The Pipeline- January 2016

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News and Information about the Eastern Massachusetts Plumbing Industry • January 2016

“We’re here to help all plumbers. Paul has come to the rescue of people who have been terribly cheated.”

- Harry Brett Business Manager, Local 12 See “Level Playing Field” cover story

For Joe Cannistraro, Education Is the Key e may be in the midst of winnowing candidates to nominate for president of the United States, but the presidency of the Greater Boston Plumbing Contractors Association (formerly the PHCC of Greater Boston) was decided earlier in the year. Members voted Joseph C. Cannistraro, the CFO of J.C. Cannistraro in Watertown, to head the organization’s executive board.


Cannistraro brings years of experience to the leadership role. He also brings an abiding interest in education and learning to the position. He plans to leverage the resources of the GBPCA and encourage other member contractors to take advantage of the organization’s educational opportunities. Through its affiliation with the Mechanical Contractors Association of America and the Plumbing Contractors of America, the GBPCA offers training and best practice models in areas such as project management. Cannistraro is hopeful that by pursuing education and working together, GBPCA members can help themselves, help one another, and make the organization stronger.

Greater Boston Plumbing Contractors Association 978-777-8764

United Association Plumbers and Gasfitters Boston Local 12 617-288-6200

He credits his parents, John Cannistraro, Sr. and Rita, for nurturing his belief in the importance of education. The fifth of seven children, Joe describes himself as the “well-adjusted middle child.” His father started a one-man plumbing shop in 1963 that under his and his siblings’ leadership (three of his brothers work alongside him) has grown into the largest family-owned mechanical construction firm in New England. Taking on a leadership position wasn’t a birthright according to Cannistraro. “My father established conditions that we needed to fulfill.” School was a top priority. The GBPCA president wasn’t even sure he wanted to work in the family business or the plumbing industry. Continued on page 5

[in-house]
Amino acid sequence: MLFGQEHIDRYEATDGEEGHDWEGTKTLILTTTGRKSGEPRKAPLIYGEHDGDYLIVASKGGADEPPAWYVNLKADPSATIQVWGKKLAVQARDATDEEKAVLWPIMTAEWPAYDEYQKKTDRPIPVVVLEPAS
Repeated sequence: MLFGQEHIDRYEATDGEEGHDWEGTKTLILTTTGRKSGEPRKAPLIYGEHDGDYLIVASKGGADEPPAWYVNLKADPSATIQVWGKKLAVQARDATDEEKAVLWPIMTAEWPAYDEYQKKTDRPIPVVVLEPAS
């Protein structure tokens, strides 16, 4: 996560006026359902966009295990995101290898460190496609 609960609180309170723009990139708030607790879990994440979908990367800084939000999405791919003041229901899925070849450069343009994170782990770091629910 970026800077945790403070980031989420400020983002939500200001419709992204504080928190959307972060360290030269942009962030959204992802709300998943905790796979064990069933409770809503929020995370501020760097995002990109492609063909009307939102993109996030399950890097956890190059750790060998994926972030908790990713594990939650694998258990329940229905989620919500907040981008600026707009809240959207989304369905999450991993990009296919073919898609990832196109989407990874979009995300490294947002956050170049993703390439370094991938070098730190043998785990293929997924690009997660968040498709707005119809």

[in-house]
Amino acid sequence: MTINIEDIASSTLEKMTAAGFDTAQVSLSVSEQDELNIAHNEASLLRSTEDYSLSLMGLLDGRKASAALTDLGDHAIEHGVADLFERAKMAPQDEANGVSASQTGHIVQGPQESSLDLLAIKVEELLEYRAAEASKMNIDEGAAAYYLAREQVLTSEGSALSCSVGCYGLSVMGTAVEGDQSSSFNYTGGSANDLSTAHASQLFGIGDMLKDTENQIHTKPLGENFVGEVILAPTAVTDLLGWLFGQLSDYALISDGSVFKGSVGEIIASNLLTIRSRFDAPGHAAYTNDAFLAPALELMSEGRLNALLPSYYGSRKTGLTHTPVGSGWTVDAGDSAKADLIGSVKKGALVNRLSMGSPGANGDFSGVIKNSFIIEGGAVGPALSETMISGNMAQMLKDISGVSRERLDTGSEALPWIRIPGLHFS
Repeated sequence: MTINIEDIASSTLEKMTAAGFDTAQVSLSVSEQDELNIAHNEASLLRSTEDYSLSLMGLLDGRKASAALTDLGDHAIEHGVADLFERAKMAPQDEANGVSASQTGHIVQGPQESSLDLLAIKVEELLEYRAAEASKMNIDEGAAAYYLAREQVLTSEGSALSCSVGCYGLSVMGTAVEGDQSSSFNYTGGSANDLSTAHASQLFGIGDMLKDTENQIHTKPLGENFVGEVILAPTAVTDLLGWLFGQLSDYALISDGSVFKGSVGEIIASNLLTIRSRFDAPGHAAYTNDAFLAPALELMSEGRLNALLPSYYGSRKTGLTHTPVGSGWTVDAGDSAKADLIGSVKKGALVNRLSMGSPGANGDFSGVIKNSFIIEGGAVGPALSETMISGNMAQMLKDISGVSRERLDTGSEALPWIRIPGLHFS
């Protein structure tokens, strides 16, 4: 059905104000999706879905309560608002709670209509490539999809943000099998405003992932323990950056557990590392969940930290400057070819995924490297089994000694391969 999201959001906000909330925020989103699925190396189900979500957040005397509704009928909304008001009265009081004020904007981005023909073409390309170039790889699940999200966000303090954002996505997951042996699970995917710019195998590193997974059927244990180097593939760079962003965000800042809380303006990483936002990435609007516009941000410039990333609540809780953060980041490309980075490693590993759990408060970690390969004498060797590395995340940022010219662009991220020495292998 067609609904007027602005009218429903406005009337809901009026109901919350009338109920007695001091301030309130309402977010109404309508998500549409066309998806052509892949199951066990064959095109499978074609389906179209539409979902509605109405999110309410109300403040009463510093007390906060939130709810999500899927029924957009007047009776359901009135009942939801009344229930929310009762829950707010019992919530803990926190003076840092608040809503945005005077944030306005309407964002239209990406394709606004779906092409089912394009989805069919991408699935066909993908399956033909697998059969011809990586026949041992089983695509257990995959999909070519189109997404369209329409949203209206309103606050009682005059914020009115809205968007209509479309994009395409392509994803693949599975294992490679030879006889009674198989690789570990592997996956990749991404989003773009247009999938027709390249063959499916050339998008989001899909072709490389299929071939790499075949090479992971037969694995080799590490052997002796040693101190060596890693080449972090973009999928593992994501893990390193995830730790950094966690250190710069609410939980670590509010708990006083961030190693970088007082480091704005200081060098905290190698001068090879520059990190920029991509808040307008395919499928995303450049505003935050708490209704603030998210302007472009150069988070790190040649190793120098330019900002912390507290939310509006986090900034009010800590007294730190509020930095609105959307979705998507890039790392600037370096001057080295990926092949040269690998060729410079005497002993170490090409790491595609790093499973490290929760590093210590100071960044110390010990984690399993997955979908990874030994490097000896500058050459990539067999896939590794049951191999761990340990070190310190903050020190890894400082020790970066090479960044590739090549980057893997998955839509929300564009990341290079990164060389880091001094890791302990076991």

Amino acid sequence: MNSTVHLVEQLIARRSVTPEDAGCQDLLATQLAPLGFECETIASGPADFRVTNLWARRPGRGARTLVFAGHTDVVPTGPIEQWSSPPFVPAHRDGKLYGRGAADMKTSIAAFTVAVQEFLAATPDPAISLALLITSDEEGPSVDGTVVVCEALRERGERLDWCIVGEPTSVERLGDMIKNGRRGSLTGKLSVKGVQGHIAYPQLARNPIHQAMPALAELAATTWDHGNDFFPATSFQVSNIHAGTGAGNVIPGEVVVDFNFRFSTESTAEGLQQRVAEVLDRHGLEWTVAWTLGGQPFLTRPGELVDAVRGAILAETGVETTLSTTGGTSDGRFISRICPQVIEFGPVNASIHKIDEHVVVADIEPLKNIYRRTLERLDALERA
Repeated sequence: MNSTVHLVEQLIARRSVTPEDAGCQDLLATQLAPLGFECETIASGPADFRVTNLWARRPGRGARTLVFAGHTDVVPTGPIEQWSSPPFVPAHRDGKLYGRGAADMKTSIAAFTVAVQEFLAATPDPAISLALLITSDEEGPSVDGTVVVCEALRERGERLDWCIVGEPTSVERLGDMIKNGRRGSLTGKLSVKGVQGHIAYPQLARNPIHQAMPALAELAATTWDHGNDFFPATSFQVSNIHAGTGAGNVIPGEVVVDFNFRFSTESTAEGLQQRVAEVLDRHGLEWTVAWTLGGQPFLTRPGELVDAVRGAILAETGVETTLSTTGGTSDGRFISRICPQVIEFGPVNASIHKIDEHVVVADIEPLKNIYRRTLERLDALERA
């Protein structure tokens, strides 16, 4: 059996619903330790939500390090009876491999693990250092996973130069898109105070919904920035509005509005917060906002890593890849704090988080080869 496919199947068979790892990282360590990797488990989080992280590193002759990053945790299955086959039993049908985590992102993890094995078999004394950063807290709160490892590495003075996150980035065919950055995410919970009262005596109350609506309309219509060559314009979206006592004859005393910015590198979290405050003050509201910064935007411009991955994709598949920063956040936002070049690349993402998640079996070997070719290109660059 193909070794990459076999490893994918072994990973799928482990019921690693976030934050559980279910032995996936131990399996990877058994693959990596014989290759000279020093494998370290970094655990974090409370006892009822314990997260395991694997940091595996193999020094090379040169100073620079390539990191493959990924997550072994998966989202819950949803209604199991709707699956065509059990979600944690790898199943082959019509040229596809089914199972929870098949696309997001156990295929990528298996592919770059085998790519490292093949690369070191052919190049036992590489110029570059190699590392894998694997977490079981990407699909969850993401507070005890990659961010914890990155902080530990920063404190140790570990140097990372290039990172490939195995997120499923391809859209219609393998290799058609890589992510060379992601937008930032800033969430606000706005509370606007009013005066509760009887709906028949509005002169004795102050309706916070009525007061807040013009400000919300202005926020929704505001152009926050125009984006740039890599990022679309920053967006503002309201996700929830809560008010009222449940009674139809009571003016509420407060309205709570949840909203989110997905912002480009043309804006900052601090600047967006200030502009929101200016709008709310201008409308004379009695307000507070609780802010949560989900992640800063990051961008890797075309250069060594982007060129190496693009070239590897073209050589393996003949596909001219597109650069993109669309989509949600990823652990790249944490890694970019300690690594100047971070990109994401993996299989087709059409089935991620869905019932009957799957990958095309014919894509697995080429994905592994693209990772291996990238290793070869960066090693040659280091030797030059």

MORE THAN 600 GUESTS filled the Boston Park Plaza ballroom in October 2015 for Local 12’s 125th Anniversary Gala. It was a night to join together with colleagues and friends, reminisce, celebrate, pay homage, and look ahead. More on page 4.

A 20-Year Quest to Level the Playing Field BEFORE HE ARRIVED AT PLUMBERS LOCAL 12 to serve as its research analyst, Paul Coutinho had a varied background including stints in retail management and working for the U.S. Department of Defense in procurement. He also played hockey for many years, including two years professionally for a minor league team. It may seem like he took a curious route to Local 12. But as a goalie, Coutinho knows all about playing defense and protecting his team. He also knows that whether it’s on the ice or on the job at construction sites, all sides need a level playing field in order to fairly compete. In that sense, hockey has been a great inspiration for the work he has done defending Local 12, its members, and its signatory contractors. For the past 20 years, Coutinho has been conducting research, unearthing information, shining a spotlight on questionable business practices, and leading other efforts to help protect and advance the cause of union plumbers and contractors. The Pipeline sat down with Coutinho to learn more about him and the trail he has blazed in his unique position. Working to support his family for a number of years, Coutinho didn’t finish his college degree until he was in his 40s. He attended UMass Dartmouth full Continued on page 3

Plumbing Contractors Can Now Say, "Show Me the Money"


f you put in a day’s work, you expect to get a day’s pay — and you expect to get paid promptly, right?

Those expectations are at the core of our free enterprise system. For decades however, plumbing contractors have been putting in a day’s work, but not getting paid in full until many weeks — or more typically, many months — later. Thanks to a recent Massachusetts law, that’s no longer the case. Associated general contractors had been using a long-held practice known as “retainage” to routinely withhold payment to subcontractors such as plumbers. Incorporated into most contracts, GCs would customarily hold back 10 percent of a subcontractor’s pay until they determined that the work was completed to their satisfaction. Although construction projects would, in fact, be successfully completed, GCs wouldn’t release the funds until much later.